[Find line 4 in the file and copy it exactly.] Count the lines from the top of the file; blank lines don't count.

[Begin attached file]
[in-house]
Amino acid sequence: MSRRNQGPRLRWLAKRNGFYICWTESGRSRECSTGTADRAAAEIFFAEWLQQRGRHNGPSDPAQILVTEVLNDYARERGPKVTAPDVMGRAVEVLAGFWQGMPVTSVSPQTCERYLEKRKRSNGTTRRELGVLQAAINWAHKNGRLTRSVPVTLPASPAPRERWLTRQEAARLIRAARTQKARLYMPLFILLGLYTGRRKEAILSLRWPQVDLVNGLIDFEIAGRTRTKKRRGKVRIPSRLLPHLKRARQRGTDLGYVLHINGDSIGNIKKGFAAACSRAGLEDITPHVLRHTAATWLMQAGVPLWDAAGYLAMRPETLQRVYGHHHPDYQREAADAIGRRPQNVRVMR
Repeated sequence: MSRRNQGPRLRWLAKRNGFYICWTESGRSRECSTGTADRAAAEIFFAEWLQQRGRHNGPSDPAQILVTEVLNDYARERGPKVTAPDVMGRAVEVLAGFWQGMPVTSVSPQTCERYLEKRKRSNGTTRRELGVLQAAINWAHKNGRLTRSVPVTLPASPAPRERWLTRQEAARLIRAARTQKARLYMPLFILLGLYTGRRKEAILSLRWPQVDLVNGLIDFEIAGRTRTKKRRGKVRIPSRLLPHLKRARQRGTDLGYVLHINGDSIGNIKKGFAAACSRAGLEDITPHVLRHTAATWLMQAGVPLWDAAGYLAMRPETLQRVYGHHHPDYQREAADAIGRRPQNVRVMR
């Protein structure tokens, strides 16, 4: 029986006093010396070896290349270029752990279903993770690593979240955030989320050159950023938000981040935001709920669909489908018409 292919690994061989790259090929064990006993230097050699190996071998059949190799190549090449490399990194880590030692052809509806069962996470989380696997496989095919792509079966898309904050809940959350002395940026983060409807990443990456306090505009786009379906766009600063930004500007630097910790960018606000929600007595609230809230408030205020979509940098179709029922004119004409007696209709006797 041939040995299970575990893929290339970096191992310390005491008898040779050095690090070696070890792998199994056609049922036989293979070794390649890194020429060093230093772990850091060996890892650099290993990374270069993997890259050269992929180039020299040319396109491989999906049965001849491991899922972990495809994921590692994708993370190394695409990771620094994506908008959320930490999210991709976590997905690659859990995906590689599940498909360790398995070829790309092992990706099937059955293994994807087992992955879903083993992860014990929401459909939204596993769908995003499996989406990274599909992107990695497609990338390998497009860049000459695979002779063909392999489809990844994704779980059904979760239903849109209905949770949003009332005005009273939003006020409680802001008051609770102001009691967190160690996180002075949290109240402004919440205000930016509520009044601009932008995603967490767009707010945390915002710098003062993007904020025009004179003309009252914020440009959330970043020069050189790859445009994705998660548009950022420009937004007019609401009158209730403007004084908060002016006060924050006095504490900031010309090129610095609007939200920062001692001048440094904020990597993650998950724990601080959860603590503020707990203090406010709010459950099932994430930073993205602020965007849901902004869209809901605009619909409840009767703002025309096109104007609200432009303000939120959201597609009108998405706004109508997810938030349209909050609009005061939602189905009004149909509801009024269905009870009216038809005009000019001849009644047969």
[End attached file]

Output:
């Protein structure tokens, strides 16, 4: 029986006093010396070896290349270029752990279903993770690593979240955030989320050159950023938000981040935001709920669909489908018409 292919690994061989790259090929064990006993230097050699190996071998059949190799190549090449490399990194880590030692052809509806069962996470989380696997496989095919792509079966898309904050809940959350002395940026983060409807990443990456306090505009786009379906766009600063930004500007630097910790960018606000929600007595609230809230408030205020979509940098179709029922004119004409007696209709006797 041939040995299970575990893929290339970096191992310390005491008898040779050095690090070696070890792998199994056609049922036989293979070794390649890194020429060093230093772990850091060996890892650099290993990374270069993997890259050269992929180039020299040319396109491989999906049965001849491991899922972990495809994921590692994708993370190394695409990771620094994506908008959320930490999210991709976590997905690659859990995906590689599940498909360790398995070829790309092992990706099937059955293994994807087992992955879903083993992860014990929401459909939204596993769908995003499996989406990274599909992107990695497609990338390998497009860049000459695979002779063909392999489809990844994704779980059904979760239903849109209905949770949003009332005005009273939003006020409680802001008051609770102001009691967190160690996180002075949290109240402004919440205000930016509520009044601009932008995603967490767009707010945390915002710098003062993007904020025009004179003309009252914020440009959330970043020069050189790859445009994705998660548009950022420009937004007019609401009158209730403007004084908060002016006060924050006095504490900031010309090129610095609007939200920062001692001048440094904020990597993650998950724990601080959860603590503020707990203090406010709010459950099932994430930073993205602020965007849901902004869209809901605009619909409840009767703002025309096109104007609200432009303000939120959201597609009108998405706004109508997810938030349209909050609009005061939602189905009004149909509801009024269905009870009216038809005009000019001849009644047969």